EvilExtractor Malware Seeks to Steal Data

EvilExtractor is a malicious tool that targets Windows operating systems to extract data and files from endpoint devices. Its modules operate through an FTP service and were developed by a company named Kodex, which claims it is an educational tool. However, research by FortiGuard Labs shows that cybercriminals are actively using it to steal information.

Malicious activity related to evilextractor.com increased significantly in March 2023. FortiGuard Labs observed this malware in a phishing email campaign on 30 March and traced it back to the samples included in their report. The malware is disguised as a legitimate file such as an Adobe PDF or Dropbox file, but once opened, it initiates PowerShell malicious activities. The malware also contains functions that check the environment and such that check for virtualization. The malware's main goal is to steal browser data and information from compromised systems and then funnel it to the attackers.

According to Fortinet's report, the attacks they observed started with a phishing email that contained a compressed executable attachment disguised as a legitimate PDF or Dropbox file. Once opened, it launches a .NET loader that uses an encoded PowerShell script to launch an EvilExtractor executable. Upon the first launch, the malware checks the system's local time and hostname to see if it is running in a virtual environment or sandbox, in which case it will exit.

EvilExtractor includes three additional Python components: "KK2023.zip," "Confirm.zip," and "MnMs.zip." The first program extracts cookies, browsing history, and saved passwords from Google Chrome, Microsoft Edge, Opera, and Firefox, among other programs. The other module is a key logger that records keystrokes and saves them in a local folder. The third file is a webcam extractor that can quietly turn on the webcam, capture video or images, and upload the capture to the attacker's FTP server. The malware also exfiltrates many document and media file types from the Desktop and Downloads folders, captures screenshots, and sends all stolen data to its operators. Additionally, the 'Kodex ransomware' module is nested in the loader and, if activated, downloads an additional file ("zzyy.zip") from the product's website to create a password-protected archive containing the victim's files.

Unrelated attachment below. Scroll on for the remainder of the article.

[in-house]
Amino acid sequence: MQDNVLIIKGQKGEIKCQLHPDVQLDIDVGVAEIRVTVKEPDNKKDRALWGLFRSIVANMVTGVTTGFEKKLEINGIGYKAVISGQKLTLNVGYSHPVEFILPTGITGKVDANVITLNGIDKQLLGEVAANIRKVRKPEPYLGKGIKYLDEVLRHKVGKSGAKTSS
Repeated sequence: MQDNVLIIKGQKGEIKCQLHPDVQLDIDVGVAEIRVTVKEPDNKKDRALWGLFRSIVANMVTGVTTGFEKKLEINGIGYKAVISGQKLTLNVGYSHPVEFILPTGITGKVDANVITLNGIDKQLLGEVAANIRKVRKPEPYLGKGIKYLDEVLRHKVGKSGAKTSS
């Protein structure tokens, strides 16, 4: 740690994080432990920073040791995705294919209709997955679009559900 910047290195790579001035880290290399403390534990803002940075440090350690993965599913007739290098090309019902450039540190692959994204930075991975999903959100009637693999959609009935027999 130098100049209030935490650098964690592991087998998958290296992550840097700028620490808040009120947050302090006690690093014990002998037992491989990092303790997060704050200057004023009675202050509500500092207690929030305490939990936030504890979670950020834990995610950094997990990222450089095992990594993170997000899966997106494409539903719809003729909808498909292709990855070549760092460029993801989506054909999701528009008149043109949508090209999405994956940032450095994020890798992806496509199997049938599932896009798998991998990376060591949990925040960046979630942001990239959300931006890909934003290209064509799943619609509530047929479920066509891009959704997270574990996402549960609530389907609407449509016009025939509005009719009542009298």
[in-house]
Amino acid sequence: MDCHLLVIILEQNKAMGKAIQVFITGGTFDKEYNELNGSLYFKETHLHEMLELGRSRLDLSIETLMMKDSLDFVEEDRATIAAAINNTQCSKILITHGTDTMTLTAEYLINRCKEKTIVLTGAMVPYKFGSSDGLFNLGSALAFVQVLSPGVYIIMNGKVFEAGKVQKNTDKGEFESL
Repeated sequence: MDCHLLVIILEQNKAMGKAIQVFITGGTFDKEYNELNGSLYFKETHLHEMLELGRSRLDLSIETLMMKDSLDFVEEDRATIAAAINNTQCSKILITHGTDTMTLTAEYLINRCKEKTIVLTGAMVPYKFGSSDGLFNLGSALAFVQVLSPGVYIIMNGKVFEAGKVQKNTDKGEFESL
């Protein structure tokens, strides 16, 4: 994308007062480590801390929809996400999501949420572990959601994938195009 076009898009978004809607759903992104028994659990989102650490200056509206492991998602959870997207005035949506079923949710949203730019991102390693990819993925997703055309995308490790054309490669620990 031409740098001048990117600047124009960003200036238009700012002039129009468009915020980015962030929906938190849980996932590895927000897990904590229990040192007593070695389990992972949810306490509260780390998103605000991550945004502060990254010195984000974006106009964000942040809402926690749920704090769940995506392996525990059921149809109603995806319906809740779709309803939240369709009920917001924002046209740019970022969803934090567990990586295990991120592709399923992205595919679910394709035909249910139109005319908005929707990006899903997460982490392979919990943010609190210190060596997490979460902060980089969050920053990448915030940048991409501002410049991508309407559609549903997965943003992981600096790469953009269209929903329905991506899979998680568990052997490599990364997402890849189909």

How Can Threat Actors Spread Malware Similar to EvilExtractor?

Threat actors can spread malware similar to EvilExtractor using various tactics, such as:

  • Phishing Emails: Attackers can create phishing emails that appear to be from a trusted source, such as a bank or a popular online service, and include attachments or links to malicious files disguised as legitimate files, like PDFs or Dropbox files. Once the victim opens the file, the malware can be installed on their system.
  • Malvertising: Attackers can also spread malware through malvertising, which involves creating malicious ads that appear on legitimate websites. When a user clicks on the ad, it redirects them to a website that installs malware on their system.
  • Watering Hole Attacks: In this type of attack, attackers target a specific website that is likely to be visited by their intended victims. They infect the website with malware, and when the victim visits the site, their system is infected with malware.
  • Drive-by Downloads: Attackers can also use drive-by downloads to install malware on a victim's system. This type of attack involves injecting malicious code into legitimate websites. When a user visits the infected website, the malicious code is downloaded onto their system without their knowledge or consent.
  • Social Engineering: Attackers can use social engineering tactics to trick victims into installing malware on their systems. For example, they can create fake software updates or antivirus programs that are actually malware in disguise.

To protect against these types of attacks, it's essential to practice good cybersecurity hygiene, such as keeping your system and software up to date, using strong passwords, and being cautious when opening email attachments or clicking on links.

April 24, 2023

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